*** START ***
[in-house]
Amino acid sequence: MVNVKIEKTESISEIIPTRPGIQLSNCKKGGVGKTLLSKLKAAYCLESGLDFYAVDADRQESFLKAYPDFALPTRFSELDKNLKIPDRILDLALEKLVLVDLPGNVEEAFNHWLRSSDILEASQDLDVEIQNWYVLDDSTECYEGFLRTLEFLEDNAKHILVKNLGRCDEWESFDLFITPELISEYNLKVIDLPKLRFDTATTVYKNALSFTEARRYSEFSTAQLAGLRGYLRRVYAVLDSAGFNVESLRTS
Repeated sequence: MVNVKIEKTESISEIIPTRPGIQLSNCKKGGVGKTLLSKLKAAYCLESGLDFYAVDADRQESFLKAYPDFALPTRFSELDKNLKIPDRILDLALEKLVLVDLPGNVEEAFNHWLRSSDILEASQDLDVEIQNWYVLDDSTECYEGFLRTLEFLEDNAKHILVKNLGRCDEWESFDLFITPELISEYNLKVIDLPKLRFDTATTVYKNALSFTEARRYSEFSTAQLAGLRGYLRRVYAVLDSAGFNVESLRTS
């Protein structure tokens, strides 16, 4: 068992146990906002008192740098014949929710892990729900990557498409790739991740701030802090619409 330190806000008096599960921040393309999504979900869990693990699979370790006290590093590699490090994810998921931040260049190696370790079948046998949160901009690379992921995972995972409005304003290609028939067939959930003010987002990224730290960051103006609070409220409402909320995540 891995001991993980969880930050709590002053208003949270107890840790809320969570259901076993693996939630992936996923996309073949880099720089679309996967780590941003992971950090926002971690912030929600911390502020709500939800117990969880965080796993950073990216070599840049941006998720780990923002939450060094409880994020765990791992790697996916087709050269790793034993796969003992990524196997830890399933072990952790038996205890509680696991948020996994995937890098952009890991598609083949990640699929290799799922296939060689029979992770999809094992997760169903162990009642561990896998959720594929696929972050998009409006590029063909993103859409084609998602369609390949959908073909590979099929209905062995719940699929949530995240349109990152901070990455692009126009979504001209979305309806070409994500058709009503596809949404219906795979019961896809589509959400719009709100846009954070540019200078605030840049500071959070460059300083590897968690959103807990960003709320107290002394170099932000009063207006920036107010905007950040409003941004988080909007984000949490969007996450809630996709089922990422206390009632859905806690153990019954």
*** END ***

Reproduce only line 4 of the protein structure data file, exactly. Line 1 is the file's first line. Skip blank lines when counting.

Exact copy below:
């Protein structure tokens, strides 16, 4: 068992146990906002008192740098014949929710892990729900990557498409790739991740701030802090619409 330190806000008096599960921040393309999504979900869990693990699979370790006290590093590699490090994810998921931040260049190696370790079948046998949160901009690379992921995972995972409005304003290609028939067939959930003010987002990224730290960051103006609070409220409402909320995540 891995001991993980969880930050709590002053208003949270107890840790809320969570259901076993693996939630992936996923996309073949880099720089679309996967780590941003992971950090926002971690912030929600911390502020709500939800117990969880965080796993950073990216070599840049941006998720780990923002939450060094409880994020765990791992790697996916087709050269790793034993796969003992990524196997830890399933072990952790038996205890509680696991948020996994995937890098952009890991598609083949990640699929290799799922296939060689029979992770999809094992997760169903162990009642561990896998959720594929696929972050998009409006590029063909993103859409084609998602369609390949959908073909590979099929209905062995719940699929949530995240349109990152901070990455692009126009979504001209979305309806070409994500058709009503596809949404219906795979019961896809589509959400719009709100846009954070540019200078605030840049500071959070460059300083590897968690959103807990960003709320107290002394170099932000009063207006920036107010905007950040409003941004988080909007984000949490969007996450809630996709089922990422206390009632859905806690153990019954």